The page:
I do a lot of international contracts and many of you will be heavily involved with things like eco terms. Over the years I have come to the view that contract law around the world is pretty similar because funnily enough buying and selling goods and services causes the same problems wherever you go so don't get too hung up on the law. It is better to have a clear and certain law than to leave it open. I do usually try to persuade people that English law is actually is an international reputable law with judge or arbitrators that are recognised as tend not to be corruption etc. so my starting point was I would try to persuade people to stick to English law, ready access to justice, ready access to lawyers with English law experience, but the kind of countries I go to for compromise especially when we have gone down arbitration - Sweden - I often use as everyone feels very comfortable with Scandinavian involvement. New York sometimes although getting anywhere near anything to do with US comes with a fear of finding yourself even with an arbitration some kind of US litigation is always a bit of a worry. Singapore is often particularly for Asian contracts as a sort of relatively neutral place. Dubai I am seeing increasingly often as a sort of reasonable trusted third party country. Switzerland I don't really - their law has some particular quirks so it is not my favourite law but better than no law of course. I think most people have confidence in the neutrality or perceived neutrality of Switzerland.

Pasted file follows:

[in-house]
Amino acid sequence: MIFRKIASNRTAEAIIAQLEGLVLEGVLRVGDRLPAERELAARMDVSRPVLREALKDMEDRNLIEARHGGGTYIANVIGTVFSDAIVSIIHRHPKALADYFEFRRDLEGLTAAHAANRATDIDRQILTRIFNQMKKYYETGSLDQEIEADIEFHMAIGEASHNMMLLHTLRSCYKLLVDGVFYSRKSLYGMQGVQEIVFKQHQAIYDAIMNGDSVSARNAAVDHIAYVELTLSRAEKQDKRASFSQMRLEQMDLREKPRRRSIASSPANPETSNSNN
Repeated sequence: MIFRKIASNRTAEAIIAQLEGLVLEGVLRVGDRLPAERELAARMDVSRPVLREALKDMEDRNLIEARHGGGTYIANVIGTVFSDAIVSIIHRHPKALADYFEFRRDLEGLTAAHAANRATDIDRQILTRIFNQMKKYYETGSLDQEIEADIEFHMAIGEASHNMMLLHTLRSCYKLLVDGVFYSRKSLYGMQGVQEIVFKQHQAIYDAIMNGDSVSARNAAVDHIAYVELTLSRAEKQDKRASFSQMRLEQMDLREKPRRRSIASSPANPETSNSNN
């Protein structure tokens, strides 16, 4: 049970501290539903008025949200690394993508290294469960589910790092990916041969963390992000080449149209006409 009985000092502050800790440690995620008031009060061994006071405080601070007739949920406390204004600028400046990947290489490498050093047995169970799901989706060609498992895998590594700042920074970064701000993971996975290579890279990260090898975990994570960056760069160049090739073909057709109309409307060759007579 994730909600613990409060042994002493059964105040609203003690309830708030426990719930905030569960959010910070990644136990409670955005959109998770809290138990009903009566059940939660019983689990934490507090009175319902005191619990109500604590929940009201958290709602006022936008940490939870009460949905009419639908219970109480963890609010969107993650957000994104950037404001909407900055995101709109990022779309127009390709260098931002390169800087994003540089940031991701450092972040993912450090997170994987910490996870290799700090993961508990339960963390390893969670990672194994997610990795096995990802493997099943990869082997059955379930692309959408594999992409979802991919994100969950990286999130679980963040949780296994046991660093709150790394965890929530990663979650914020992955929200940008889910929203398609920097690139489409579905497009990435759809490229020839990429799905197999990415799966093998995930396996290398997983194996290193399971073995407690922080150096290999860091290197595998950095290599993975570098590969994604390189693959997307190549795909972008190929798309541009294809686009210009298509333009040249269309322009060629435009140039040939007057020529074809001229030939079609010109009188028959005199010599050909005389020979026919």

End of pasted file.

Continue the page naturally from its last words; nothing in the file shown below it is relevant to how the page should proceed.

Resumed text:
So I think there are quite a few options and I think it does depend on where the parties, where the dispute is likely to be and the nature of the contract.